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CARSON CITY, Nev. (AP) — Nevada lawmakers met Saturday to finalize budgets for K-12 schools and decide how fully they are on board with Gov. Brian Sandoval's ambitious plan to reinvest hundreds of millions of dollars into at-risk students.
Members of the Senate Finance and Assembly Ways and Means Committee held a special weekend meeting to pare down Sandoval's education spending plan by about $100 million. The updated numbers will help Assembly leaders determine how big of a tax hike they'll pursue over the final two weeks of the 120-day legislative session, and could help decide which "wish list" items might now become reality.
The state is expected to spend about $2.2 billion in general per-pupil schools funding over the next two years, plus money for special programs, while Sandoval's entire proposed two-year state budget is $7.4 billion. He wants to raise or extend $1.1 billion in taxes to meet that goal.
Here are major decisions that were made Saturday:
EXPANDING FULL-DAY KINDERGARTEN
Lawmakers voted to put $36.5 million toward expanding full-day kindergarten to schools statewide. Kindergarten in Nevada is piecemeal, with some full-day programs that are free, others that are tuition-based and still others that are half-day.
Schools could still offer half-day kindergarten classes in addition to a full-day program, if they choose.
EASING UP CLASS-SIZE REDUCTION
Lawmakers voted to raise the required student-teacher ratio by one student, to 17:1 for students in first and second grade and 20:1 for third-grade classrooms.
The change means the state will spend about $307 million over the next few years to keep class sizes low in early grades. That's less than the $350 million Gov. Brian Sandoval planned for based on the old ratio of 16:1 and 19:1.
The committee wants to spend the extra money to raise general school support by $40 per student per year, and any leftovers would supply career and technical education programs.
DOUBLING ZOOM, CREATING VICTORY SCHOOLS
Lawmakers voted to double spending on the Zoom Schools program, which gives extra money to schools with a high population of English language learners. Funding will be $100 million over two years, up from $50 million in its first two years.
The state has about 76,000 English language learners, up from 71,000 one year ago.
The panel also voted to allocate $50 million for a new Victory Schools initiative aimed at schools in Nevada's 20 poorest ZIP codes. Similar to Zoom Schools, Victory Schools could use extra funding to provide free pre-kindergarten, a summer academy or other services.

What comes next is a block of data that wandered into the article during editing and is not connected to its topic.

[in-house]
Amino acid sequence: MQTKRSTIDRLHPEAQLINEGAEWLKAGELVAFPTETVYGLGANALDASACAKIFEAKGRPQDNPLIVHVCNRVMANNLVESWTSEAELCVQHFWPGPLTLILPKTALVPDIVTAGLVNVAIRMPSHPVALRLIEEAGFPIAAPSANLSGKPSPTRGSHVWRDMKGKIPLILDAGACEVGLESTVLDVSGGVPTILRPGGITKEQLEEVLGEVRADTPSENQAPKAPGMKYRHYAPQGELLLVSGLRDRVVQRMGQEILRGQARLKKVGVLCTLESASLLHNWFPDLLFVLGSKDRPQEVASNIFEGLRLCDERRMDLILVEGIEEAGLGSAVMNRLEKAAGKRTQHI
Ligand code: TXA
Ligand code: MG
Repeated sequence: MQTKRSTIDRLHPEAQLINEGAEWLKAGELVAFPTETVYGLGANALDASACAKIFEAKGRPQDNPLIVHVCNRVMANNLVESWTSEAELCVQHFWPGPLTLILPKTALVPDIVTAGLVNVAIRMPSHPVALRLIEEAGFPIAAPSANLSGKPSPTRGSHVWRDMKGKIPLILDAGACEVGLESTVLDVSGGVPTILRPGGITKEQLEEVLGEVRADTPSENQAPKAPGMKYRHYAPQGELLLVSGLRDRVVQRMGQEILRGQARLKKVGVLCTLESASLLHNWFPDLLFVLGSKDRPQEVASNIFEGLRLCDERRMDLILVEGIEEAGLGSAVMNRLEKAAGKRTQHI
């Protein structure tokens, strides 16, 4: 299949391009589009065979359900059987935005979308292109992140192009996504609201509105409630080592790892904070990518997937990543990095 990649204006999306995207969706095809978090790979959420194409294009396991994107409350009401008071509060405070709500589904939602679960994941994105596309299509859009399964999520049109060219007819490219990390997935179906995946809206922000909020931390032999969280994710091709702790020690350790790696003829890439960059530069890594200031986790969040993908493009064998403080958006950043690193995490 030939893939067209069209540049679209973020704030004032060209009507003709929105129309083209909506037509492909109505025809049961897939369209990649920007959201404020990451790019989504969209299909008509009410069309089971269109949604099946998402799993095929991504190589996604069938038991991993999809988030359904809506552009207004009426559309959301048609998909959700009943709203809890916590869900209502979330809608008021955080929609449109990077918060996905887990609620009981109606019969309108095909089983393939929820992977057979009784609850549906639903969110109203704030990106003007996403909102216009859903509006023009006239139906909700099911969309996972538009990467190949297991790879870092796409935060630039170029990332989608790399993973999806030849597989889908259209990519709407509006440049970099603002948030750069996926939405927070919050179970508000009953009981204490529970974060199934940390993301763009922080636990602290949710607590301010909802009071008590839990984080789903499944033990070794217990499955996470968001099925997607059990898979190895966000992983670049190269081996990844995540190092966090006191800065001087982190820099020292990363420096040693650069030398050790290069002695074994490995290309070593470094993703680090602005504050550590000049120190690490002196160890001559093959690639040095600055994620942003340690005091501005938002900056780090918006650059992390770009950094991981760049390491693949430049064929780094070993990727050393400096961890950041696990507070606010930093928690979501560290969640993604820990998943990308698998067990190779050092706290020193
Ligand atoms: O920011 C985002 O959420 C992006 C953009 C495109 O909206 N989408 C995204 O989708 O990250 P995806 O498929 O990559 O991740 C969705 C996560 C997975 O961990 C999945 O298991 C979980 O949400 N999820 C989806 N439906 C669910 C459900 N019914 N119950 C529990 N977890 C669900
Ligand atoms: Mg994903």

TRIMMING ANTI-BULLYING, LAPTOPS
Amid concerns that the state would have trouble quickly hiring an army of social workers and mental health professionals for schools, lawmakers decided to scale back their ambitions on the governor's anti-bullying program. His budget called for $36 million to hire a social worker or similar professional for every 250 students, but the committee approved less than half that amount of money.
The initiative will now serve about 140 schools in its first year and 280 in its second. A companion bill, SB504, establishes a statewide anti-bullying office and requires school administrators to respond more quickly to reports of bullying.
The committee also cut a proposed technology program, "Nevada Ready 21," by more than half. Lawmakers designated $20 million, rather than $43 million, to the program that offers technology training and laptops to middle school students.
APPROVING "READ BY 3"
Members of the money committee voted unanimously to allocate $27.2 million to the governor's "Read by 3" literacy initiative. Schools that create a plan on how to help struggling students learn to read by third grade could apply for a grant from the pot of money.
State officials say about 145 schools would be participating in the Read by 3 grant program by its second year.
MORE FUNDING FOR SPECIAL EDUCATION
Lawmakers approved a plan to boost funding for special education students by $25 million. The money is part of an effort to transition from a 1970s-era funding model toward a weighted system that would allocate twice as much per-pupil funding for students with disabilities compared with other students. Nevada has about 54,000 special education students, and they account for about 12 percent of the state's total enrollment.
The panel also gave the green light to another $10 million for the more than 12,000 Nevada students considered gifted and talented.